There’s another factor that’s personally upsetting.  There is a built up picture in many parts of Mexico of the US as an Eden  and of the trip to the US as a rite of passage for young men, a sort of adventure to prove that you’re tough.  It is true perhaps even in a time of crisis that wages in the US are higher, but as I’m learning through conversations with deportees, the mystique often turns into disillusionment when immigrants arrive to a racist country that violates their rights and where they lack the support of loved ones back home.  A friend of mine wrote his college thesis about the devastating effects of parent migration on children’s attitudes, school performance and job prospects. It’s hard to grow up without a mom or a dad.

Migrants have all the right in the world to come and seek better opportunities but this is not a sustainable solution.  What we need are initiatives that create opportunities for people in Mexico, Central America, and the world over, and not just in the USA.  People should be able to do well for their families by bringing the bacon home, in person, and not through wire transfers.

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What happens after deportation?

What happens to undocumented people when they’re deported to Mexico? I’ve decided to investigate this question firsthand by volunteering at the local soup kitchen for recent deportees in Nogales, Sonora.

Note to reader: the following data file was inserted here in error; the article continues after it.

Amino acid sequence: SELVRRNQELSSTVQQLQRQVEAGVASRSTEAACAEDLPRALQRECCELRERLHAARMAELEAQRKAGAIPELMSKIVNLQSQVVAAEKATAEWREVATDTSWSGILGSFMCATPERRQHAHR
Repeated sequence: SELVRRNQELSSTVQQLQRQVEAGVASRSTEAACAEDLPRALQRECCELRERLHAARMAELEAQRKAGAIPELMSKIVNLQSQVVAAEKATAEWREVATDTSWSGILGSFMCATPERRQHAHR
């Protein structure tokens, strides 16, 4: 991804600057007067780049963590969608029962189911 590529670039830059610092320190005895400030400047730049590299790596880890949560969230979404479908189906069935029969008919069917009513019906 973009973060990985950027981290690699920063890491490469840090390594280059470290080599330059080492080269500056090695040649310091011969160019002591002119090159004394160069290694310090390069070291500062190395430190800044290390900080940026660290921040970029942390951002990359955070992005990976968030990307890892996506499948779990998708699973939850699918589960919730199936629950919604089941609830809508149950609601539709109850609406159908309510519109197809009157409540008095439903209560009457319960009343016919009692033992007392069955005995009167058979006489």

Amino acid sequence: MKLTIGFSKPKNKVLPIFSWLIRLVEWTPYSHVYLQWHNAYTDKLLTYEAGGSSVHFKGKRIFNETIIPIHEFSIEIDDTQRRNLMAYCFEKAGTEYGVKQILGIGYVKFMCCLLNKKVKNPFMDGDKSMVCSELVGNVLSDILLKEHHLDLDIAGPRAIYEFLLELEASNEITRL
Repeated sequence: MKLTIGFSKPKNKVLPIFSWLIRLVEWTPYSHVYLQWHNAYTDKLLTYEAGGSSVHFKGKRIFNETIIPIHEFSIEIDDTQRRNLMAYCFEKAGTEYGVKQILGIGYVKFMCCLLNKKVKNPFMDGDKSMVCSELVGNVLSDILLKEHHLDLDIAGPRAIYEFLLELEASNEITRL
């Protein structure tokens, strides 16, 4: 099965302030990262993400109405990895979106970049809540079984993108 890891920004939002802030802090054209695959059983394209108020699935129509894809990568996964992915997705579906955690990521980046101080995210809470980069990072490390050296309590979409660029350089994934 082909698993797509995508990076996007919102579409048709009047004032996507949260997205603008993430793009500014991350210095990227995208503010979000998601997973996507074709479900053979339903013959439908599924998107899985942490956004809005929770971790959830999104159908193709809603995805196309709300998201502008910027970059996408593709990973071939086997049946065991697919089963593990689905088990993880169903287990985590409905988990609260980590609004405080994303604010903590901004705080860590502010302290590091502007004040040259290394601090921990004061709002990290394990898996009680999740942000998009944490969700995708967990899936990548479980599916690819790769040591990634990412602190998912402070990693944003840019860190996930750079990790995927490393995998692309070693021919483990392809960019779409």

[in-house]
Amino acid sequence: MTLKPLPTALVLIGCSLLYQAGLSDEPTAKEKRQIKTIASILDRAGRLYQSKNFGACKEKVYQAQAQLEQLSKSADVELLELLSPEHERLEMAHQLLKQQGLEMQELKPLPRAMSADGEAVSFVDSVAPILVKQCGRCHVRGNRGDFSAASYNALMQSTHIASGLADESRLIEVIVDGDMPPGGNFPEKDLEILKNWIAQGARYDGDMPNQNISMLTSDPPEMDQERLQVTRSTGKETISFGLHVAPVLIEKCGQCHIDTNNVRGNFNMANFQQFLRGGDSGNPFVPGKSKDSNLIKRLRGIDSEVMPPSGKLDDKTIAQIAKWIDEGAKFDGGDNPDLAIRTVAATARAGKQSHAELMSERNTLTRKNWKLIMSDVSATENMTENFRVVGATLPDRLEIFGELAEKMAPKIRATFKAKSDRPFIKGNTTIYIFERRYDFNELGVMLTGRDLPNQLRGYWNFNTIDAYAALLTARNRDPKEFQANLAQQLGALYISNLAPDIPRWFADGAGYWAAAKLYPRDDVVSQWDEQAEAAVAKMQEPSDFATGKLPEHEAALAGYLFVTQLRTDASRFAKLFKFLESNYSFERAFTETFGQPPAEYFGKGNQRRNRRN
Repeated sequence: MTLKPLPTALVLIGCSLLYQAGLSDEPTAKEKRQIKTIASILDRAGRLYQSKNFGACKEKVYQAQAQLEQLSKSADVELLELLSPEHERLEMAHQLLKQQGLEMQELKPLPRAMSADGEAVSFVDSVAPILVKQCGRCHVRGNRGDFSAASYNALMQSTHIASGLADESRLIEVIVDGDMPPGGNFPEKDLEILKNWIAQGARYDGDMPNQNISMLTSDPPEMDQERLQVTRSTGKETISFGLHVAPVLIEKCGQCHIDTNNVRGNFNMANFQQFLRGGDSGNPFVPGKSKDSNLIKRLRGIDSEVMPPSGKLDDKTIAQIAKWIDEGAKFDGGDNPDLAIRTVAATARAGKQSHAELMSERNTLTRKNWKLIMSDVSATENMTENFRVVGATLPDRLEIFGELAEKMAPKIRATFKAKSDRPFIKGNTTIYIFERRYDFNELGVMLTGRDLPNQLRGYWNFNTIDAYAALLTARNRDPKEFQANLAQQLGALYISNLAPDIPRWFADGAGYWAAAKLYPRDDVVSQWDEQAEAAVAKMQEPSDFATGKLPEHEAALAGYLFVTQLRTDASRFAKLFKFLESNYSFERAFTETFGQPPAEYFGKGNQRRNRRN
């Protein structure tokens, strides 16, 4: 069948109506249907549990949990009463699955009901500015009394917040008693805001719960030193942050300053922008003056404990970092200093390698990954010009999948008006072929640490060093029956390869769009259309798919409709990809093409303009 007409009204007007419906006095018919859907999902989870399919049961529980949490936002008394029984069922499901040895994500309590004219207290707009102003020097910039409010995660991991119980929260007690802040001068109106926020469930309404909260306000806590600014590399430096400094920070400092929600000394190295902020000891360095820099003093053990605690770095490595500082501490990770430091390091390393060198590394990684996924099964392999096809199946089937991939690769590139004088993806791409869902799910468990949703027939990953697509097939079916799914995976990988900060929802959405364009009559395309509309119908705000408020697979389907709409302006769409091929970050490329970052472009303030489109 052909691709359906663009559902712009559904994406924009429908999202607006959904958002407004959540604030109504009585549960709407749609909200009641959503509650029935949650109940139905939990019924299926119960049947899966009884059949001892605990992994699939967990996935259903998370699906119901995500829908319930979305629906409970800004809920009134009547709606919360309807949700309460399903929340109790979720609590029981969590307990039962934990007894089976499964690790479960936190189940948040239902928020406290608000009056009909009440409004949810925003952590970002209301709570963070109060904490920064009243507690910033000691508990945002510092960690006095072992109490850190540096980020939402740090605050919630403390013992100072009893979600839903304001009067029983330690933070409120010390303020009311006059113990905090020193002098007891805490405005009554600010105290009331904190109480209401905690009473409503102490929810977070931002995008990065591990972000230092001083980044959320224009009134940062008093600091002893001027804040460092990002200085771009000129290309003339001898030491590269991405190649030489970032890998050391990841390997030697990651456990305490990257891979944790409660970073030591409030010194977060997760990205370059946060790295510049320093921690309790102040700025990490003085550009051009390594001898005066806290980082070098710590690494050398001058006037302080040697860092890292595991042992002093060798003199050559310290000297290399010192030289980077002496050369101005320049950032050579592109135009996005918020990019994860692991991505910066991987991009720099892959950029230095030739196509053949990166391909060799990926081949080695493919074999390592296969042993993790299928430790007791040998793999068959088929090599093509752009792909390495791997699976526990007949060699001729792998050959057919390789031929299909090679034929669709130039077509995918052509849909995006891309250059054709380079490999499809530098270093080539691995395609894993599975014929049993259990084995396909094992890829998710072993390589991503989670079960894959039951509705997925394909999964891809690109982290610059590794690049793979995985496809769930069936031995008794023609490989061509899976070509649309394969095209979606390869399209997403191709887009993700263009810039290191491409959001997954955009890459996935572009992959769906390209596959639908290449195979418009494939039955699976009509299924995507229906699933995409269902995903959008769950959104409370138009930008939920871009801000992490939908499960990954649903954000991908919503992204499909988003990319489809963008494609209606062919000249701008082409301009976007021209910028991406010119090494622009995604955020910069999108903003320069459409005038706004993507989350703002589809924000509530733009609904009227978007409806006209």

The soup kitchen, or comedor, is run by a few Catholic orders on both sides of the border and visited by volunteers from numerous groups including No More Deaths in Tucson.  Entirely funded by donations, the soup kitchen serves two meals a day to deported migrants — who have to demonstrate their deportation document at the door — for 14 days after they arrive if it is their first deportation, and for 3 days if it is any consecutive deportation.  The idea is to prioritize recent arrivals while they figure out next steps and to discourage deportees from hanging around Nogales for too long and getting involved with drugs and smugglers.

The cheery and dedicated nun and missionary who run the place arrive at 7am to start making preparations and by 8:30 people start to line up.  At 9am, around 150-250 people file in.  Once everyone has had their fill of beans, eggs and tortillas (seconds are allowed until the food runs out), if volunteers from No More Deaths are present, they invite anyone who is willing to share their experiences in detention facilities, as part of the organization’s ongoing documentation project.  Also between meals if there are clothes donations, deportees, many of whom arrive unequipped for the summer heat or winter/night cold of the desert, can collect socks, sweaters, jackets, t-shirts and hats.